Interesting. I can see it both ways - just a moment around an axle centerline......but also the same vector at different distances from a trailing radius arm pivot point. Hhhhhmmmmm.....still confused.
Mine comes from a static analysis of the forces. Whatever force the caliper absorbs is translated into a torque (between the point of pressure of the pad on the rotor) and the axis of rotation (center-line of the wheel). That torque is balanced by the opposite reactions at the upper and lower hub connections. The braking torque is the same (direction and magnitude) whether the caliper is mounted on the front or back.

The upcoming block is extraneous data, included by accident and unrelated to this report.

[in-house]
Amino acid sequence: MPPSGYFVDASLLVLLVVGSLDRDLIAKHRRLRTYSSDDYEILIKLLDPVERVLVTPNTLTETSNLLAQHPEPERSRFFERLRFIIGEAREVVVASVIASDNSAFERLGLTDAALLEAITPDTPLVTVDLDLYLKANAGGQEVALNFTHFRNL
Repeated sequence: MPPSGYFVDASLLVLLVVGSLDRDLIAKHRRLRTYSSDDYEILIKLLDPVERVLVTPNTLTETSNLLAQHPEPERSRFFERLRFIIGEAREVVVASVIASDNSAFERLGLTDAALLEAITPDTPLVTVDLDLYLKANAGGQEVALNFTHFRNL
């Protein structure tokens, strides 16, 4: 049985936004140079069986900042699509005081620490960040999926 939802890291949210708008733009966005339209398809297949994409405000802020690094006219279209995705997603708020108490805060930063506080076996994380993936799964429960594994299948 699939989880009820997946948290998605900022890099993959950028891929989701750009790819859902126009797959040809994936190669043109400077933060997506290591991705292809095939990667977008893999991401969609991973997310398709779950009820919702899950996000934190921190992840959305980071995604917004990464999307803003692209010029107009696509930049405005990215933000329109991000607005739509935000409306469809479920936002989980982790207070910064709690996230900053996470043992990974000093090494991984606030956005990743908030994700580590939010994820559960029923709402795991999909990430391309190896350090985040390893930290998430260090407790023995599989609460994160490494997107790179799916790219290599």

I just looked in my several books on suspension design, hoping to find a nice quote. None of them even mentioned any preferred location of the caliper.
I think most cars have been configured for trailing calipers in order to more readily allow the cooling of the discs.
In regard to live axles - General motors seems to also think that torque reaction as well as braking forces react differently dependant upon the side of the car. Noting that many have shock absorbers staggered with one side in a leading configuration and the other side trailing.
While another kettle of fish -
I’ve worked on stock cars (hardly “stock”) which had the rear brake calipers mounted on floaters with links to the chassis. This would load the chassis with a verying degree of weight in each corner and could be tuned.